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“All that’s left are Patterns in the Grass” : The Magic of the Carnival


By David A. Price 

Over the years, local civic organizations have raised thousands of dollars to benefit a wide variety of local needs. What’s special about it for me is that it unfolds outside the second floor offices of David A. Price Architects, Inc. on the sports field of a middle school located across the street.

It starts Monday morning when workers begin to mark the fields for the location of rides and the overall layout of the carnival. On Tuesday trucks with rides and crates arrive and begin to park in designated areas. On Wednesday and Thursday through the day and into the evening the carnival begins to unfold in a chorography that has gone on for hundreds of years in similar ways in countless other places. The technology has changed but the magic is the same – transforming what was once familiar into an insubstantial architecture of striped awnings, flamboyance and colored lights. For centuries these creations have given delight to thousands.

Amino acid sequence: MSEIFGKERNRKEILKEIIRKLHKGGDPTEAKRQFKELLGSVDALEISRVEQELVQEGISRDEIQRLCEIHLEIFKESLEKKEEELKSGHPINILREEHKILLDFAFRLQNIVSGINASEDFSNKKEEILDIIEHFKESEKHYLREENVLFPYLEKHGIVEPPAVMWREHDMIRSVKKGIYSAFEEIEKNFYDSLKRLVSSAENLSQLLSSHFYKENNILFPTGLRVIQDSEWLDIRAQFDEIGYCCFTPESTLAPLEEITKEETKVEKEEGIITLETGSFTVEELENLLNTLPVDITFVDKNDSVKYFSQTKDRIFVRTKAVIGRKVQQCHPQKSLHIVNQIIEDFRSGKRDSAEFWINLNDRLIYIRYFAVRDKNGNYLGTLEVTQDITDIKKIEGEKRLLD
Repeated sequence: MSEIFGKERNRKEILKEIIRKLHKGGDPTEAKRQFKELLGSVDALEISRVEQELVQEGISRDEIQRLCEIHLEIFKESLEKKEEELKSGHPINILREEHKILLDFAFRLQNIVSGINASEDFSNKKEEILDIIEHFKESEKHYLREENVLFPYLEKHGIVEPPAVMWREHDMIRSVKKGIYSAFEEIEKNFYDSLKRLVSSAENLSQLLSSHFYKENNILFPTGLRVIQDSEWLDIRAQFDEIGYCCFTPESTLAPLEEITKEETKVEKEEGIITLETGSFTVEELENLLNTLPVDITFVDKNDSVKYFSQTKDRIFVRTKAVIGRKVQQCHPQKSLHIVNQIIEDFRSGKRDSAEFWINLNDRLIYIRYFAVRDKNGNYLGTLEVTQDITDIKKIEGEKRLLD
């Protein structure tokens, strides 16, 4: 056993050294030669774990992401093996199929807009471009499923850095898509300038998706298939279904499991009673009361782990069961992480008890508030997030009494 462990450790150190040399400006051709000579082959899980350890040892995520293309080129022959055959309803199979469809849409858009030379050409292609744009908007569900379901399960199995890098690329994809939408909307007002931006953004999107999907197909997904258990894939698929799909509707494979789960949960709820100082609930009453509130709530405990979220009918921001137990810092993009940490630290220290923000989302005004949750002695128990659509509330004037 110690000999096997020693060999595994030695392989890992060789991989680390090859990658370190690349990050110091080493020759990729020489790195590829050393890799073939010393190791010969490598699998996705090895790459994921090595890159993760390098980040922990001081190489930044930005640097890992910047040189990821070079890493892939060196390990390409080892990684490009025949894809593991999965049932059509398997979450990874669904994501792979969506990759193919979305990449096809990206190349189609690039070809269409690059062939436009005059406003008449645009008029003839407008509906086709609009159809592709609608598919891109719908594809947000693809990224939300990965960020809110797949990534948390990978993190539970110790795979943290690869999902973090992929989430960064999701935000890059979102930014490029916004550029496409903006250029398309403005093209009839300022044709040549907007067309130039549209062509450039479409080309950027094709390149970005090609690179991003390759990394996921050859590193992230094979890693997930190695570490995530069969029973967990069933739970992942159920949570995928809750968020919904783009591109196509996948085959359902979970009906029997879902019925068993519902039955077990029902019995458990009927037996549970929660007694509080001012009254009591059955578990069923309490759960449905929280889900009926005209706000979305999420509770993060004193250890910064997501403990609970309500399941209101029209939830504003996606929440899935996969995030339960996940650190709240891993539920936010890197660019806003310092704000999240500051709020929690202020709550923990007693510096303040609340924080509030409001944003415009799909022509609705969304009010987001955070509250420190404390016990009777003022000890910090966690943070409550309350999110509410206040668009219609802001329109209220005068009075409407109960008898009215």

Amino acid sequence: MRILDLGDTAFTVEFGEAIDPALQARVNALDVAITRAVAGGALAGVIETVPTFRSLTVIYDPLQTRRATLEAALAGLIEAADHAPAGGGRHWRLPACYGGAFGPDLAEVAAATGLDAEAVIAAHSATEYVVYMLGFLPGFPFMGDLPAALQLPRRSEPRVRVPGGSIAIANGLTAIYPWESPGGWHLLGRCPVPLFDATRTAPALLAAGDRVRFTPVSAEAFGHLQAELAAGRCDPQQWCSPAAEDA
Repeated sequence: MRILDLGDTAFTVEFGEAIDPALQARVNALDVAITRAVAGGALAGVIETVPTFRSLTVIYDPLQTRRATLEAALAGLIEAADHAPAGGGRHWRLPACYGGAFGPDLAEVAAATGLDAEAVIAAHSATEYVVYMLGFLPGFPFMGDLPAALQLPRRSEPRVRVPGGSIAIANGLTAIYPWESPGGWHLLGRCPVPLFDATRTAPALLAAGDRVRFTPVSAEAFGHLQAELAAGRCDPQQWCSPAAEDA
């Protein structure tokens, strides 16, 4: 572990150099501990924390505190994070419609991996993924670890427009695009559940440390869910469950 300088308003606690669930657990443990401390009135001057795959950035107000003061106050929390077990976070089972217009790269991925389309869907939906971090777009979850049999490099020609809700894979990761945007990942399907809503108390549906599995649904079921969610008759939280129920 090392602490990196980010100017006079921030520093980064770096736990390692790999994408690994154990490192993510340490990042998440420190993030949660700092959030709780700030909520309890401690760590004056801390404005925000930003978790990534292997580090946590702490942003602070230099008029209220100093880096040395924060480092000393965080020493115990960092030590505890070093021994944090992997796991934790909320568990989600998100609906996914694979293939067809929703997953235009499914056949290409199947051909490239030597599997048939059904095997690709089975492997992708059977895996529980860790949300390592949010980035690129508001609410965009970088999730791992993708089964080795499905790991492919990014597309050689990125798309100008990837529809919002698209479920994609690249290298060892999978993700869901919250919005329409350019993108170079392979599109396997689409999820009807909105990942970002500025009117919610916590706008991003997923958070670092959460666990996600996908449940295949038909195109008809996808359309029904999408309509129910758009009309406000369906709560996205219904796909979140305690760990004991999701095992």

At Tustin Tiller Days, the people and families begin to arrive on Friday in the late afternoon and continue in full force through the weekend until it closes late Sunday afternoon. When it’s over, the lights go out, and by daybreak Monday morning all that is left are patterns in the grass.

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